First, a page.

How to Level Up in Interviews

Julianna Roen
Dec 8, 2020 · 3 min read
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Image source: https://www.youtube.com/watch?v=Dh-ULbQmmF8

When you think of the word “interview”, what comes to mind? Do you imagine a simple encounter between two people exchanging questions and answers? One in which all is well and professional? And everything seems to be running smoothly?

As a software engineer, I’ve interviewed close to hundreds of prospective candidates both in a technical and cultural capacity. The format consists of 45–60 minutes of either solving a technical challenge or asking questions that reveal if they’d be a good fit for the company.

As straightforward as the process may seem, I’ve had my fair share of incredibly awkward experiences which has revealed to me the messiness of the practice.

I’ve asked questions such as “What’s some feedback you’ve received?” with answers of “My coworkers told me to find better pajamas”. I’ve heard of interviewees accidentally pasting porn links into CoderPad sessions.

Bizarre stories such as these can be fun to reminisce on, but the sadder side of interviews I’ve encountered is when interviewees exhibit extreme self-doubt.

“Wow, I’m so bad at this” one candidate said to me in multiple forms during an interview. It was a situation where I wanted to say “No, you’re not!” and ease their stress but I also couldn’t deny their self-fulfilling prophecy.

“I’m pretty nervous” another candidate said early on in the interview. “That’s fine, it’s totally normal,” I responded. “I’m not sure if I’m doing this right…” the candidate continued to express consistently throughout the scheduled hour.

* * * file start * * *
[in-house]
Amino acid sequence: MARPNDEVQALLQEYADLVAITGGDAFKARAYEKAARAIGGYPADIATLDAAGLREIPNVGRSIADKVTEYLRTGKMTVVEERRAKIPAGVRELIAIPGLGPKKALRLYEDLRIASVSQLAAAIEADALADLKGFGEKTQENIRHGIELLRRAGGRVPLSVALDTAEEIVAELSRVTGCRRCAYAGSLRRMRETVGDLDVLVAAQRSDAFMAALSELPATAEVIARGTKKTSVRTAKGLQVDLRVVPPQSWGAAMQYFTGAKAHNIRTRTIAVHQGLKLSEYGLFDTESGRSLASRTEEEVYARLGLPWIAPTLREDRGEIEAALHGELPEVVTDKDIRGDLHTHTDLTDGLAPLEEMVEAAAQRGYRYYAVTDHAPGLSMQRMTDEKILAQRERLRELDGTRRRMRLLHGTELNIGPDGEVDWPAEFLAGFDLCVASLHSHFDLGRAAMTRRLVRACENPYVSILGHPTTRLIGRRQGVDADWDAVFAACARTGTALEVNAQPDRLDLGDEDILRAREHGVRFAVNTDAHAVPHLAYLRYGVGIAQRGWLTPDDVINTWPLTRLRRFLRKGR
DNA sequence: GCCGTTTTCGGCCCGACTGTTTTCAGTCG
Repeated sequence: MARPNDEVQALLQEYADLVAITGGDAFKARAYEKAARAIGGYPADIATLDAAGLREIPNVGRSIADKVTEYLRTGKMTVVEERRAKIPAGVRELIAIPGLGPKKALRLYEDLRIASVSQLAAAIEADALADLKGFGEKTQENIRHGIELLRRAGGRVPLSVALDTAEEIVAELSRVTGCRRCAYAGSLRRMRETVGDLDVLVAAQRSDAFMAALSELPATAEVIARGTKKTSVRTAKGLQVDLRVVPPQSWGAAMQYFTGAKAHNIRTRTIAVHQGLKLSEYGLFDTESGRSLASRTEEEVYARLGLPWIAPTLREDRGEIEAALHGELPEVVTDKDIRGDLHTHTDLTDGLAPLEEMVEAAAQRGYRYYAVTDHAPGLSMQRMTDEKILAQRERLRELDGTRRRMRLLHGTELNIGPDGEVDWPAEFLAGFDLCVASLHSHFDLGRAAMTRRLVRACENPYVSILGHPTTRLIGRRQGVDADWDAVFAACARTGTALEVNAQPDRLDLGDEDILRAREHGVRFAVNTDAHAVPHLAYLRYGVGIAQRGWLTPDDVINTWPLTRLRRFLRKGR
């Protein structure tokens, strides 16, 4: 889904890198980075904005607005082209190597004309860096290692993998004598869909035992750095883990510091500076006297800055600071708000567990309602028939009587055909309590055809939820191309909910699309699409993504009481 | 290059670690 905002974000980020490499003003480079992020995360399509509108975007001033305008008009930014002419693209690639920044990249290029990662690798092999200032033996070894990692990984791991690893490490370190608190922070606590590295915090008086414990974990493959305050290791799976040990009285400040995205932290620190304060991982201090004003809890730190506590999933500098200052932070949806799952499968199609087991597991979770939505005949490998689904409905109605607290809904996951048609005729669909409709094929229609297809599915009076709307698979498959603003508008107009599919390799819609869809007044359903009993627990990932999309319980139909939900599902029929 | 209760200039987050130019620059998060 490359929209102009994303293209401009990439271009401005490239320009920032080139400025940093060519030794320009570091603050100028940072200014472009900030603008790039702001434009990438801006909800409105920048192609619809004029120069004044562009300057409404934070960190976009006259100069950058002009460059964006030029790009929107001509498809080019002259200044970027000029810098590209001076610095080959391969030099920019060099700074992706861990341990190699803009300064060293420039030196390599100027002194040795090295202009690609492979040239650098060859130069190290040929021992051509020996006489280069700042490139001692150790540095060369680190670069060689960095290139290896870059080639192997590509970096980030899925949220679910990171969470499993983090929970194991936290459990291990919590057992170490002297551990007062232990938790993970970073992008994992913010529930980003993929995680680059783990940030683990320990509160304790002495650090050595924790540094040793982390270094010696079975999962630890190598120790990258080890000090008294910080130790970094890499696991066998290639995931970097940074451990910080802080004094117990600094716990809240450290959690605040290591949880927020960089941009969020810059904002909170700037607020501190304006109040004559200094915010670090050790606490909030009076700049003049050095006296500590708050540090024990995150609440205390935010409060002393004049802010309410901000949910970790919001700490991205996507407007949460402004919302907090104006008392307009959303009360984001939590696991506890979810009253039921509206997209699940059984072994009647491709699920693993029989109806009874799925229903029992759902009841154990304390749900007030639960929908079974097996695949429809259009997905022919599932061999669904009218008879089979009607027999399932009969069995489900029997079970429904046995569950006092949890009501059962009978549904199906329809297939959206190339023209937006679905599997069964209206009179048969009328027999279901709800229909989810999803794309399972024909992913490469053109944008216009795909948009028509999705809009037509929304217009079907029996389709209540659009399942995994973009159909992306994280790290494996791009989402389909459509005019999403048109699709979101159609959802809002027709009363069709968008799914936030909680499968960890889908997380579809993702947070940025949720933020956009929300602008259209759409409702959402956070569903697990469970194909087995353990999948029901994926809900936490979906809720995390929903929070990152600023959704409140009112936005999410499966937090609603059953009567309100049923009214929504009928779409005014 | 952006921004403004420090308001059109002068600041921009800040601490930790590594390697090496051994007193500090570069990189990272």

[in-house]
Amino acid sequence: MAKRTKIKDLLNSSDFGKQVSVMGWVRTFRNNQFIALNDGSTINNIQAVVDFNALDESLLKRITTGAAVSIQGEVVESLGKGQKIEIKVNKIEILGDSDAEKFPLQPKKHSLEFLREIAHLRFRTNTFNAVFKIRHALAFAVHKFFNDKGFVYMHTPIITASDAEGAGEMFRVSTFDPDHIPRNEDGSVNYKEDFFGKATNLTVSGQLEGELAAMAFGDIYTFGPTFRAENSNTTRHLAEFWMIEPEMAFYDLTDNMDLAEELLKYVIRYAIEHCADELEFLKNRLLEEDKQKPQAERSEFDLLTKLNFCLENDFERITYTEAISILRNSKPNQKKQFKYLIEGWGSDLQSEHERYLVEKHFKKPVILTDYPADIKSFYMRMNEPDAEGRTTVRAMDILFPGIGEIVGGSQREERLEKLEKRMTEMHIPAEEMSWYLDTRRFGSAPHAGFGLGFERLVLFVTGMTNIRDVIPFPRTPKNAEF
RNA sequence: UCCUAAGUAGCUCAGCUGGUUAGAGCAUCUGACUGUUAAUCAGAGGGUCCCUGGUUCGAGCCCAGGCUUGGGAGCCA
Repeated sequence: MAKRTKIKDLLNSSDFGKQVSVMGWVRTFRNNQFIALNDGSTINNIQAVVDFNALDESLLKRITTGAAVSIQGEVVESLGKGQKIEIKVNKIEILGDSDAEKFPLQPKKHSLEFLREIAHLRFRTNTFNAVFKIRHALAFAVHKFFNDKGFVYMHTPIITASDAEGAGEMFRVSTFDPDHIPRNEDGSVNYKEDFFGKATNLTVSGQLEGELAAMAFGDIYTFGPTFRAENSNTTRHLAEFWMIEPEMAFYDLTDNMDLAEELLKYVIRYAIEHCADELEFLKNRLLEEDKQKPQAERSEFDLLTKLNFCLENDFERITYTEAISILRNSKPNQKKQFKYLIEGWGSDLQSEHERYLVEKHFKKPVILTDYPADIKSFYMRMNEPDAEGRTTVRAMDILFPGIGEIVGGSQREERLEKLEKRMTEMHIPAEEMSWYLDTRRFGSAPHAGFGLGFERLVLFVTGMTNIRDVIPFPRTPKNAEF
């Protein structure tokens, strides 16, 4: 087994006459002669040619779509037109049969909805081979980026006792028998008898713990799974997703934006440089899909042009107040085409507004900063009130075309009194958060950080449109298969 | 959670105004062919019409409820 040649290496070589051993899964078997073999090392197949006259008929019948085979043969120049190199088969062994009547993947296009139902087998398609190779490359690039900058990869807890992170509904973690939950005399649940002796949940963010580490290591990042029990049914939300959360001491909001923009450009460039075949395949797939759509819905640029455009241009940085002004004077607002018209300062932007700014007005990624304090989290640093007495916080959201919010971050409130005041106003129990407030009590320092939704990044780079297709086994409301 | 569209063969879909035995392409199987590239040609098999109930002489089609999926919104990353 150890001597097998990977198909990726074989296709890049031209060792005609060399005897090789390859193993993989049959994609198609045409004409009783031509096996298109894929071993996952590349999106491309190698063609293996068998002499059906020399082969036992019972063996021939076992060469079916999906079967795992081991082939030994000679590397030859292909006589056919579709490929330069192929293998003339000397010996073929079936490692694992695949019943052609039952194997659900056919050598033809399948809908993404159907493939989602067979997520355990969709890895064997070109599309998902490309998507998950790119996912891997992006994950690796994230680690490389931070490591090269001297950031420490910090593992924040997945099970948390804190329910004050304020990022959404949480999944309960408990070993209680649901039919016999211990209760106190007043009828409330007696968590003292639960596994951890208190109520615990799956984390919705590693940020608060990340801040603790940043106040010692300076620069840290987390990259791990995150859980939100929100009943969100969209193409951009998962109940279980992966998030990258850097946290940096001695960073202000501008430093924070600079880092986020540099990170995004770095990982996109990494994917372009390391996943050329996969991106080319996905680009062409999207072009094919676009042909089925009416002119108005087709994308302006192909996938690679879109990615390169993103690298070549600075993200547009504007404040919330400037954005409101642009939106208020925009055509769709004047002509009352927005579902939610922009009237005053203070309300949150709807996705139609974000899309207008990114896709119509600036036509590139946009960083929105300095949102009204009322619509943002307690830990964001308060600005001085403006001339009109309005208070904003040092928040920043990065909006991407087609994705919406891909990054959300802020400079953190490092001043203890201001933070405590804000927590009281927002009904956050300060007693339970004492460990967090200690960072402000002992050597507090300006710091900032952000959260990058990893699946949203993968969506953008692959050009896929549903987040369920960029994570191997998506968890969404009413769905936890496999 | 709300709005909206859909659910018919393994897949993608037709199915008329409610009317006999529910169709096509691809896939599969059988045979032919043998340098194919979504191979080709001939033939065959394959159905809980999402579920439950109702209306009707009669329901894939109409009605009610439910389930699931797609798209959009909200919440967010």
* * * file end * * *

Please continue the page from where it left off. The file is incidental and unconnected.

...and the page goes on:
In my experience, all interviewees that partook in this behavior were non-male identifying. And the most frustrating part is that these candidates actually did quite well from a tactical standpoint. They managed to check off the boxes in the criteria we were looking for for that interview type despite their lack of self-assurance.

This brings me to the TLDR of this article: always project confidence in interviews. Even if you’ve messed up, don’t know if you’re doing things correctly, or generally feel lost, keep calm and carry on.

Interviews are often designed to be ambiguous and test how someone deals with uncharted waters. Being able to answer every question perfectly is unlikely and isn’t expected. A more attractive quality than perfect performance is resilience. Being able to pick yourself up if you’ve made a mistake and approach a challenging question with curiosity shows an important trait of being able to deal with unpredictability.

If you think this attitude would be challenging to adopt, fear not, I’ve had a long journey of overcoming imposter syndrome myself. Self-deprecation used to be my first instinct until I realized that I couldn’t carry on with that attitude in order to achieve big things. I started to shift my mindset towards believing in myself and from there have much less anxiety around putting my best foot forward in interviews. There have been many times where I’ve come out of an interview feeling like I completely blew it, and yet, I ended up receiving an offer. I’d bet part of the reason why was because on top of trying my best, I showed friendliness and an easygoing attitude towards messing up.

So if you have an interview coming up and are freaking out, take a deep breath and know that it’s okay to make a mistake. There’s a good chance you will, and that’s perfectly normal and human.

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